The most active missionary of all time, St Paul, never saw his mission solely or even primarily in terms of activity. Witness and Prayer were essential dimensions of it and he considered his years in captivity in Rome as simply another phase of his missionary life of preaching the Gospel of Christ to the Gentiles.
– Fr. Michael McCabe SMA, Provincial Leader
Homily Preached at Mass for Retired Members of the SMA from the Blackrock Road and Wilton Communities (Friday, 14th February 2019)
The God we worship, the God of Jesus Christ, is not just the God of Love. He is the God whose love is manifested in a total, constant and irrevocable commitment to his people. The prophets spoke of “Yahweh” as the God of ‘faithful love’ (hesed), the God who always keeps his promises. “I have loved you with an everlasting love and therefore I am constant in my affection for you” (Jeremiah 31.3). The constancy of God’s affection for his children is shown supremely in Jesus, the human face of God: “To see me is to see the Father” (Jn. 14:10). Jesus is sent by the Father so that we might experience the faithful love of the Father and have life to the full. It is in Jesus that we see what loving fidelity and what life in its fullness means. It means total and enduring commitment in love. When we too are faithful in our commitments, when we make promises and keep them, we manifest the “faithful love” of God in whose image we are made and who sustains our commitment.
Some time ago, the famous Dominican preacher, Timothy Radcliff, gave a homily to young novices entitled “Making Promises till Death” in which he affirmed the importance of making vows and keeping them at a time when vows seem to have little credibility and the idea of commitment to anyone or anything seems old hat. “The first reason” he says “why we should have the confidence to dare to make promises is because we are God’s children… We show God to the world by daring to follow our Father’s example” (I Call you Friends, p. 90). Our identity and our dignity as God’s children is manifested above all else in our “making promises till death” – promises we make because we know that our God of faithful love will enable us to keep them.
But how do we live out that fidelity when out active involvement in mission is over, when we are retired. The most active missionary of all time, St Paul, never saw his mission solely or even primarily in terms of activity. Witness and Prayer were essential dimensions of it and he considered his years in captivity in Rome as simply another phase of his missionary life of preaching the Gospel of Christ to the Gentiles. According to David Bosch, Paul’s mission and all genuine mission is marked by six constants:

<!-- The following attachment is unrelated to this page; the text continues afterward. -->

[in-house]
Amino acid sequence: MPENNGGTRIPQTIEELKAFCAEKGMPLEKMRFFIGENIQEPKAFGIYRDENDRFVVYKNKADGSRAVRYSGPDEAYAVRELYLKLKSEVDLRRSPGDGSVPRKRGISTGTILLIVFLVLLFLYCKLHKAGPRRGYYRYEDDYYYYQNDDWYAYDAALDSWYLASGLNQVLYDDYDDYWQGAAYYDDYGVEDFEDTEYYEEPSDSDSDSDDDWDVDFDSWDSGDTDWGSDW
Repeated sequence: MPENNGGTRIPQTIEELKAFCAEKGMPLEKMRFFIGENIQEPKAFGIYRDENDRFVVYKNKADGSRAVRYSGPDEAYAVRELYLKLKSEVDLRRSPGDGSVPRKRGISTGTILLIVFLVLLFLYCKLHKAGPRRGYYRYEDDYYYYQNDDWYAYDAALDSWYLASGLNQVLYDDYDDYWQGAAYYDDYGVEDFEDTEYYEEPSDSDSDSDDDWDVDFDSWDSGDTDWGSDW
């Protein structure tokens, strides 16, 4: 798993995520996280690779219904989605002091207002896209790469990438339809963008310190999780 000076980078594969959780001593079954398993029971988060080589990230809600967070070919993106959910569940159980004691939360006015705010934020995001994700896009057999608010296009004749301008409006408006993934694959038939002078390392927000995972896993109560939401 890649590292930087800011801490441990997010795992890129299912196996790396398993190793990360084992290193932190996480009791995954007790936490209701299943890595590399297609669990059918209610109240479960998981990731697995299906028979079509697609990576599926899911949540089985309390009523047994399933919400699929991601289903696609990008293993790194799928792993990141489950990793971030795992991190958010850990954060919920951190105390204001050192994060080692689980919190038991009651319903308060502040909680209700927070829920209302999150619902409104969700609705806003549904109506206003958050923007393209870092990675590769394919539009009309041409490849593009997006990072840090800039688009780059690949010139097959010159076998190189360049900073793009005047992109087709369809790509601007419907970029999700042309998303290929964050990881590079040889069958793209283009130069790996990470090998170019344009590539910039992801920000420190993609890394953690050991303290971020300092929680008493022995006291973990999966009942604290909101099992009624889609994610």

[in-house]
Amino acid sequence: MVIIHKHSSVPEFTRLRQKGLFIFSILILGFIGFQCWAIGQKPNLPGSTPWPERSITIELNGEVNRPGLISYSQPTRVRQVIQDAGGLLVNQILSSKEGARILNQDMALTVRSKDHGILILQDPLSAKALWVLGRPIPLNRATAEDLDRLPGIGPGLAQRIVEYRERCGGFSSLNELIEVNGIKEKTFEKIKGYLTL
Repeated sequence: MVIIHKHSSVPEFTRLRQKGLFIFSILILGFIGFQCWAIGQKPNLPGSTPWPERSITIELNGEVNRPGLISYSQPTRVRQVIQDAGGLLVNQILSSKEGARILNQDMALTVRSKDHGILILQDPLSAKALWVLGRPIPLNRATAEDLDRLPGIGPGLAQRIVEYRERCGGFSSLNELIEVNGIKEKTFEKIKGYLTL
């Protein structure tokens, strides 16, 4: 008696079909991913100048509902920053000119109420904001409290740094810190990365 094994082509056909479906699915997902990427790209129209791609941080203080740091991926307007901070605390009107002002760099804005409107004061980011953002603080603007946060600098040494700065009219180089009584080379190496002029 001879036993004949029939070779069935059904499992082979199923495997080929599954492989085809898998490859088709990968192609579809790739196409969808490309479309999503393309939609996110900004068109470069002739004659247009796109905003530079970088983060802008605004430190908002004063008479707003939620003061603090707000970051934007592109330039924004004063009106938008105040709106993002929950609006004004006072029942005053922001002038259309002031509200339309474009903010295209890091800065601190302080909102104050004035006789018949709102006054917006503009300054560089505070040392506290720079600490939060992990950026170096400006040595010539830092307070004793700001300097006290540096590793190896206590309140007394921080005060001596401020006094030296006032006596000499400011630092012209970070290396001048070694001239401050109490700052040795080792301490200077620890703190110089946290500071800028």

1. Mission is first and foremost an act of God. It is God who calls the apostle or missionary, and it is divine grace that accompanies and sustains his or her activity.
2. The power of mission lies in the Gospel, not in the bearer. The Gospel is the power of God for salvation (Rom. 1:16).
3. The power and action of God’s Spirit (Rom. 15:18-19), is shown especially in weakness and suffering. Speaking or himself, St Paul, the greatest missionary of all time, states that he bears “the brand marks of Jesus in my body” (Gal. 6:17).
4. Mission is an ecclesial action. “For Paul, as for the rest of the Bible, mission is the function of a people” (Legrand, Unity and Plurality, p. 128). This principle has been reiterated in our time by Paul IV in his famous encyclical, Evangelii Nuntiandi:
“Evangelisation is for no one an individual and isolated act; it is one that is deeply ecclesial” (EN, no. 60). Missionaries, then, must never act as it they were proprietors of the enterprise in which they are engaged.
5. Mission embraces all aspects of life, personal and social, spiritual and physical. The great Anglican Biblical scholar, Tom Wright, says that mission is a living out of what we pray in the Our Father: “Your Kingdom come on earth as it is in heaven”. And missionary activity is directed towards the creation of life-giving koinonia (communion).
6. Mission is sustained by prayer and leads to prayer, to worship. Liturgy: the highest expression of the human spirit filled with the Spirit of God.
To conclude: Missionary commitment begins and ends in prayer. “We are at the service of a task which, despite our most generous commitment and most advanced techniques, transcends our human capabilities” (SMA Cons & Laws, art. 26). It is a task in which we are merely instruments in God’s hands; a task which cannot be accomplished without God’s grace. This points is brought out very well in the following reflections by Oscar Romero:
“It helps, now and then, to step back and take a long view.
The kingdom is not only beyond our efforts,
it is even beyond our vision.
We accomplish in our lifetime only a tiny fraction
of the magnificent enterprise that is God’s work.
Nothing we do is complete, which is a way of saying
that the kingdom always lies beyond us.
No statement says all that could be said.
No prayer fully expresses our faith.
No confession brings perfection.
No pastoral visit brings wholeness.
No program accomplishes the church’s mission.
No set of goals and objectives includes everything.
This is what we are about.
We plant the seeds that one day will grow.
We water seeds already planted,
knowing that they hold future promise.
We lay foundations that will need further development.
We provide yeast that produces far beyond our capabilities.
We cannot do everything, and there is a sense of liberation
in realizing that. This enables us to do something,
and to do it very well. It may be incomplete,
but it is a beginning, a step along the way,
an opportunity for the Lord’s grace to enter and do the rest.
We may never see the end results, but that is the difference
between the master builder and the worker.
We are workers, not master builders; ministers, not messiahs.
We are prophets of a future not our own.